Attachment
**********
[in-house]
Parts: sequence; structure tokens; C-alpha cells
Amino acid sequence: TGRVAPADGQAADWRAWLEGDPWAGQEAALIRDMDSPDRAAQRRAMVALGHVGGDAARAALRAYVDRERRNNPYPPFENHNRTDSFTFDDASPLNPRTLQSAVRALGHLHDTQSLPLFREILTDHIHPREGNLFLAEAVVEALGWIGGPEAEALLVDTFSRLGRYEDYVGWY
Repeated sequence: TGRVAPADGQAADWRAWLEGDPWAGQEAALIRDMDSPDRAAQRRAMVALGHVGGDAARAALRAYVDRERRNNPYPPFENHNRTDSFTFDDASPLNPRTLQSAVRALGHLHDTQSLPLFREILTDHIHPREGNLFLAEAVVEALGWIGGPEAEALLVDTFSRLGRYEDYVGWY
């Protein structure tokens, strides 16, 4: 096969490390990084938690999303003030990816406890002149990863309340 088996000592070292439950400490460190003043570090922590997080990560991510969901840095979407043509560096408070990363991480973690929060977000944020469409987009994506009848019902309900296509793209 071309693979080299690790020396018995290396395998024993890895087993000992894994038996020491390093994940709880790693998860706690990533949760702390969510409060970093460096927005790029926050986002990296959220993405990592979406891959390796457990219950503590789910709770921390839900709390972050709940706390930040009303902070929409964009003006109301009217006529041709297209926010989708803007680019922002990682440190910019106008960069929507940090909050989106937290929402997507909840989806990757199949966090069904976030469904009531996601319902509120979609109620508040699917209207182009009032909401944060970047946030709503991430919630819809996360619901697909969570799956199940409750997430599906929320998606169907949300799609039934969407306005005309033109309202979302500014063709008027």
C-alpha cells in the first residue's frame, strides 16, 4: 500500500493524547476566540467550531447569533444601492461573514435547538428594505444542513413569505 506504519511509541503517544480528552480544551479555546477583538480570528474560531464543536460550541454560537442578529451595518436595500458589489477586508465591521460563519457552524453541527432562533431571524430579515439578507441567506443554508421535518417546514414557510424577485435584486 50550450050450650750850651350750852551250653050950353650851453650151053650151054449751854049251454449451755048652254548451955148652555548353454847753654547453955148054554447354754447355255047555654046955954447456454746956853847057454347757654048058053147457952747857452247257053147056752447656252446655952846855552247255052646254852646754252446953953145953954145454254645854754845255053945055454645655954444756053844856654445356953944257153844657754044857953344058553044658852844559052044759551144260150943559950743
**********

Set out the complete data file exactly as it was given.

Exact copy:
[in-house]
Parts: sequence; structure tokens; C-alpha cells
Amino acid sequence: TGRVAPADGQAADWRAWLEGDPWAGQEAALIRDMDSPDRAAQRRAMVALGHVGGDAARAALRAYVDRERRNNPYPPFENHNRTDSFTFDDASPLNPRTLQSAVRALGHLHDTQSLPLFREILTDHIHPREGNLFLAEAVVEALGWIGGPEAEALLVDTFSRLGRYEDYVGWY
Repeated sequence: TGRVAPADGQAADWRAWLEGDPWAGQEAALIRDMDSPDRAAQRRAMVALGHVGGDAARAALRAYVDRERRNNPYPPFENHNRTDSFTFDDASPLNPRTLQSAVRALGHLHDTQSLPLFREILTDHIHPREGNLFLAEAVVEALGWIGGPEAEALLVDTFSRLGRYEDYVGWY
């Protein structure tokens, strides 16, 4: 096969490390990084938690999303003030990816406890002149990863309340 088996000592070292439950400490460190003043570090922590997080990560991510969901840095979407043509560096408070990363991480973690929060977000944020469409987009994506009848019902309900296509793209 071309693979080299690790020396018995290396395998024993890895087993000992894994038996020491390093994940709880790693998860706690990533949760702390969510409060970093460096927005790029926050986002990296959220993405990592979406891959390796457990219950503590789910709770921390839900709390972050709940706390930040009303902070929409964009003006109301009217006529041709297209926010989708803007680019922002990682440190910019106008960069929507940090909050989106937290929402997507909840989806990757199949966090069904976030469904009531996601319902509120979609109620508040699917209207182009009032909401944060970047946030709503991430919630819809996360619901697909969570799956199940409750997430599906929320998606169907949300799609039934969407306005005309033109309202979302500014063709008027």
C-alpha cells in the first residue's frame, strides 16, 4: 500500500493524547476566540467550531447569533444601492461573514435547538428594505444542513413569505 506504519511509541503517544480528552480544551479555546477583538480570528474560531464543536460550541454560537442578529451595518436595500458589489477586508465591521460563519457552524453541527432562533431571524430579515439578507441567506443554508421535518417546514414557510424577485435584486 50550450050450650750850651350750852551250653050950353650851453650151053650151054449751854049251454449451755048652254548451955148652555548353454847753654547453955148054554447354754447355255047555654046955954447456454746956853847057454347757654048058053147457952747857452247257053147056752447656252446655952846855552247255052646254852646754252446953953145953954145454254645854754845255053945055454645655954444756053844856654445356953944257153844657754044857953344058553044658852844559052044759551144260150943559950743